There’s even a deeper discussion of atonement for past suffering as well as meditations that involve taking on the current suffering that exists…but, that’s a deeper level of consciousness than I think makes sense for Ten Minutes Well Spent, preferring to focus on 5 minutes that will allow many people to feel ready, willing and able to “hold space” on the current topic of our attention, no matter their past experience or lack thereof with the idea of prayer/meditation/focused thoughts and energy.
So, indeed, let’s just stick with Holding Space. There’s a space…We are going to hold it… What next? That’s up to you. No really! A cool thing about spirituality as opposed to religion, defining how you hold space is really just between you and your higher self, the universe, the divine truth, you might even say God… You say potato, I say potAHto…
To me, regardless of your spiritual beliefs, let alone your religious leanings or lack thereof, holding space is about focusing your mind, heart and soul on someone, or many, outside of yourself, but in that moment feeling a connection to those on whom you are focused and to your true or higher “self,” ~ as we are all connected through our humanity ~ with kind, loving and respectful care. It’s not about judgment or even trying to better understand a situation. It’s not about finding solutions. It’s more about being in a state of compassion and authentic love (the spiritual variety as opposed to the mushy, codependent, chick flick, commercially packaged “love”), accepting the emotions and reality of another, with the intent, if one is ready, of sharing the world-weary burdens and also sharing infinite hope, but always from a place of loving-kindness.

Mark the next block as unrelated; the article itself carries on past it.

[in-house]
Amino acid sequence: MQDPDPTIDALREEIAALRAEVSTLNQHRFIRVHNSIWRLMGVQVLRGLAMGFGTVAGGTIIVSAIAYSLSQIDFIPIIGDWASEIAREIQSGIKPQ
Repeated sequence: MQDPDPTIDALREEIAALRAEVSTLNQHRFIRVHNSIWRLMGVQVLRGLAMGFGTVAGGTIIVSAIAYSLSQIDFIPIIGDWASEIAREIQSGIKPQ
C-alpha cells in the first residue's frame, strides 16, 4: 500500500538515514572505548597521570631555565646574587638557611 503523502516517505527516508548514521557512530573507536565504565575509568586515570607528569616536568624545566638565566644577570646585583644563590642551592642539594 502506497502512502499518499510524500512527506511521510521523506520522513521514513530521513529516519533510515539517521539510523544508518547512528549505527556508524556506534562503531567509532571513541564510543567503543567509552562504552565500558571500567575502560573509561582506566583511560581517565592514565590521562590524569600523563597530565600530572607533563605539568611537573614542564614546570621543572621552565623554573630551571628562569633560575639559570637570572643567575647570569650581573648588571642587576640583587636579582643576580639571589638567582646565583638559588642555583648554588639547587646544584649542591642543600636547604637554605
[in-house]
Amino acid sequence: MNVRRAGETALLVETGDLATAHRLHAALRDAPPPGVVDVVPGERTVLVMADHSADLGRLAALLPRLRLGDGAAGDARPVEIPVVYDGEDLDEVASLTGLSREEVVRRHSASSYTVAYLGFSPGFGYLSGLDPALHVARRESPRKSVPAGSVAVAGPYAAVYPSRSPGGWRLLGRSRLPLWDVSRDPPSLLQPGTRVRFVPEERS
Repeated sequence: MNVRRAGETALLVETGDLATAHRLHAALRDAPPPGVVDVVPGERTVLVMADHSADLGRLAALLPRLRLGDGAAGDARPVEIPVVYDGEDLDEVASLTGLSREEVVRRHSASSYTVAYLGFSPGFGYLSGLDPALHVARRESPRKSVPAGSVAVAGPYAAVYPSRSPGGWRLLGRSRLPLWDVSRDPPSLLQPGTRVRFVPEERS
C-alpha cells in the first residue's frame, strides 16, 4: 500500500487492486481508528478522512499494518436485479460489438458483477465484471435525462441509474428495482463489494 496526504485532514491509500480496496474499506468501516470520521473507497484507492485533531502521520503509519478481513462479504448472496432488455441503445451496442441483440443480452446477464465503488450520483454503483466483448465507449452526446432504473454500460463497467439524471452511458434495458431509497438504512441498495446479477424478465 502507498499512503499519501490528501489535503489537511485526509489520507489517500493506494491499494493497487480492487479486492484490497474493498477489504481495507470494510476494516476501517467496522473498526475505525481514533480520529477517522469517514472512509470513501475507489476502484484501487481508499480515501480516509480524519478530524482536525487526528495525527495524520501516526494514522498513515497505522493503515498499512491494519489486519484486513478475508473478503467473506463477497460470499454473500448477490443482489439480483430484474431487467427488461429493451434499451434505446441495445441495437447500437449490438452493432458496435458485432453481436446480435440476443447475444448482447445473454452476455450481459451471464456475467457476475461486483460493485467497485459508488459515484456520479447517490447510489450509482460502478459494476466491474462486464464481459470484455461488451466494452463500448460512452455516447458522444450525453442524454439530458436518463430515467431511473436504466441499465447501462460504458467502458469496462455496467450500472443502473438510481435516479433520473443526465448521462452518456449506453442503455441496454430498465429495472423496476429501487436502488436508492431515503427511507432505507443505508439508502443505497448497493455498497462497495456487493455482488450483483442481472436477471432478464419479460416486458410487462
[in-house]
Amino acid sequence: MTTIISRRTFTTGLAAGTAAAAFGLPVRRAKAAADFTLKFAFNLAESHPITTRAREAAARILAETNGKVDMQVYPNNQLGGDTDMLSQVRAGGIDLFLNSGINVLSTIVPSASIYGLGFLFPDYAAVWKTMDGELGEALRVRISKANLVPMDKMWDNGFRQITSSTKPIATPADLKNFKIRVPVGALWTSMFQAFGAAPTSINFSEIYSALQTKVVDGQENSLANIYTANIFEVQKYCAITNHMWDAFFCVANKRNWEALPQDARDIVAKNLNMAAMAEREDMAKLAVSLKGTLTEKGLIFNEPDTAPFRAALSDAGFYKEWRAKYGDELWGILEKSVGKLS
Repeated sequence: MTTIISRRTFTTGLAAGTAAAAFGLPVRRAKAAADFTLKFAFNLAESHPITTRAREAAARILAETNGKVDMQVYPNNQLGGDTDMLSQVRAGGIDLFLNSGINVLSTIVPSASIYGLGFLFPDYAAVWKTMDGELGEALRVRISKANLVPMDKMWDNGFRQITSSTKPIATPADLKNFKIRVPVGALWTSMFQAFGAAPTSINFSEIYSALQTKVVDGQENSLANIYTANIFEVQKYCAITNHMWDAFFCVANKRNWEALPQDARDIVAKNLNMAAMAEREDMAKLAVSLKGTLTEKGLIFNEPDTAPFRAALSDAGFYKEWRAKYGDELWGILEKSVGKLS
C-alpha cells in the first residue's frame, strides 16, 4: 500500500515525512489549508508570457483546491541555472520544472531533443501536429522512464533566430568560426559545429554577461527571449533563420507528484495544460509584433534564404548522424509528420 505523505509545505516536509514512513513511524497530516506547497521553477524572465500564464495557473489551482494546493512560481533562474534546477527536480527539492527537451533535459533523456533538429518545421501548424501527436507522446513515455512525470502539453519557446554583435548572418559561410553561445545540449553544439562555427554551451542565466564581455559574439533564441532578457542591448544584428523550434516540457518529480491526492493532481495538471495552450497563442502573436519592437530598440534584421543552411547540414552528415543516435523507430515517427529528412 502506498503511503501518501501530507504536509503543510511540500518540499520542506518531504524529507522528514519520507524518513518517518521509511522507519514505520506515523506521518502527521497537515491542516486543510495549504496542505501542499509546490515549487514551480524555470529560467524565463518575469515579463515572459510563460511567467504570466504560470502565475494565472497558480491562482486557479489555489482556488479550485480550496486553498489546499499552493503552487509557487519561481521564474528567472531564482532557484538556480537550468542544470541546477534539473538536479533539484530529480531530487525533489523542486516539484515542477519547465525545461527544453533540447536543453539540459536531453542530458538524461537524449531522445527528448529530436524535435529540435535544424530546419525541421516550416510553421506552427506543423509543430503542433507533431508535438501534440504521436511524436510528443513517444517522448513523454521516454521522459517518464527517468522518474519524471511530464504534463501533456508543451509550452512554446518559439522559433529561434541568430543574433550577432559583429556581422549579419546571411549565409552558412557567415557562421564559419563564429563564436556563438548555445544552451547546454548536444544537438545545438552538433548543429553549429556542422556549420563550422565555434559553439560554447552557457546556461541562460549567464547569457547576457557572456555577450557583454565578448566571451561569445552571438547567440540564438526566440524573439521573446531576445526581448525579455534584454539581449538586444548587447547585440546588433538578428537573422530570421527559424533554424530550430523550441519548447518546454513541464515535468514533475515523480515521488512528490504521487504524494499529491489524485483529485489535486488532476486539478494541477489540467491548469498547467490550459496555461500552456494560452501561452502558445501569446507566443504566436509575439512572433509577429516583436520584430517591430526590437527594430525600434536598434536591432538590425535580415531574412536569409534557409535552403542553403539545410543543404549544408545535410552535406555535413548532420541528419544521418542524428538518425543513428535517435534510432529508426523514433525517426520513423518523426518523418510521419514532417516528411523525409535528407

Ultimately, holding space will begin to take on its own meaning for you. For now, we are going to focus on spending 5 perfectly imperfect minutes with loving intention to pray, meditate, send positive thoughts, energy, healing (literally or figuratively) to those who have lost their lives to suicide in the military and/or to their families. For starters, here are some suggestions:
Depending on your background and where you are currently on your life’s journey, be that a spiritual journey or not (until now), begin your 5 minutes as you would a prayer or a meditation, or simply in contemplative and sincere thought…
Minimize distractions by turning off electronics and assuming a comfortable position. Take a few deep but natural breaths and open your heart and mind to the topic at hand.
You may choose to focus on those members of our active military lost from this earth to suicide or the families left behind, or, perhaps most appropriately, both ~ as the impact of suicide is certainly a terrible and shared reality for those lost and those left behind. Focus from a place of shared emotion, rather than analytical thought, on the hope & healing process for the survivors. Say a silent or spoken prayer or send loving intent, your positive thoughts and energy that the souls lost and those left behind find peace, forgiveness, and acceptance that they can move on. Prayers and thoughts of hope, that society will come to acknowledge mental health issues as a part of overall wellness and that the stigma of mental illness and suicide become a thing of the past, would also certainly be appropriate.